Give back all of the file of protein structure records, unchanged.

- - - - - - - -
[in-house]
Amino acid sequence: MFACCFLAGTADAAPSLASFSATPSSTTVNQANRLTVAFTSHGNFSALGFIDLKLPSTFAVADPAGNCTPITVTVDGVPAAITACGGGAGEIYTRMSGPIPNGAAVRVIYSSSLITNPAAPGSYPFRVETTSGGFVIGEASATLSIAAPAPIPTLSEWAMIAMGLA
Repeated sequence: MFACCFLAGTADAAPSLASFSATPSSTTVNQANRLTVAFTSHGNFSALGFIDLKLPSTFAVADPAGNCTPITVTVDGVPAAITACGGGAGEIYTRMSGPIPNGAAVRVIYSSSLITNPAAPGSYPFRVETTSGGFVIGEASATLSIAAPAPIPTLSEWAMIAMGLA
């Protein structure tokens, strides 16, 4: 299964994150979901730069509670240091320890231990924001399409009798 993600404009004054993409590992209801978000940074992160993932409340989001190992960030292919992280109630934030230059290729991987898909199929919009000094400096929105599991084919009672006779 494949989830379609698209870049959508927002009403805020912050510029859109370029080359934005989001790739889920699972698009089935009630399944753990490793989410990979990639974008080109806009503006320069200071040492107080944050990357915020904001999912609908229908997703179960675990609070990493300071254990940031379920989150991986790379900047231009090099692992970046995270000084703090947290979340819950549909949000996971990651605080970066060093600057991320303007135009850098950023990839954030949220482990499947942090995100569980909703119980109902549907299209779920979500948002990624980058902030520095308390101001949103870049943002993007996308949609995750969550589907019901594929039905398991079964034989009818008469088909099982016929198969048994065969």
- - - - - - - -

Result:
[in-house]
Amino acid sequence: MFACCFLAGTADAAPSLASFSATPSSTTVNQANRLTVAFTSHGNFSALGFIDLKLPSTFAVADPAGNCTPITVTVDGVPAAITACGGGAGEIYTRMSGPIPNGAAVRVIYSSSLITNPAAPGSYPFRVETTSGGFVIGEASATLSIAAPAPIPTLSEWAMIAMGLA
Repeated sequence: MFACCFLAGTADAAPSLASFSATPSSTTVNQANRLTVAFTSHGNFSALGFIDLKLPSTFAVADPAGNCTPITVTVDGVPAAITACGGGAGEIYTRMSGPIPNGAAVRVIYSSSLITNPAAPGSYPFRVETTSGGFVIGEASATLSIAAPAPIPTLSEWAMIAMGLA
């Protein structure tokens, strides 16, 4: 299964994150979901730069509670240091320890231990924001399409009798 993600404009004054993409590992209801978000940074992160993932409340989001190992960030292919992280109630934030230059290729991987898909199929919009000094400096929105599991084919009672006779 494949989830379609698209870049959508927002009403805020912050510029859109370029080359934005989001790739889920699972698009089935009630399944753990490793989410990979990639974008080109806009503006320069200071040492107080944050990357915020904001999912609908229908997703179960675990609070990493300071254990940031379920989150991986790379900047231009090099692992970046995270000084703090947290979340819950549909949000996971990651605080970066060093600057991320303007135009850098950023990839954030949220482990499947942090995100569980909703119980109902549907299209779920979500948002990624980058902030520095308390101001949103870049943002993007996308949609995750969550589907019901594929039905398991079964034989009818008469088909099982016929198969048994065969």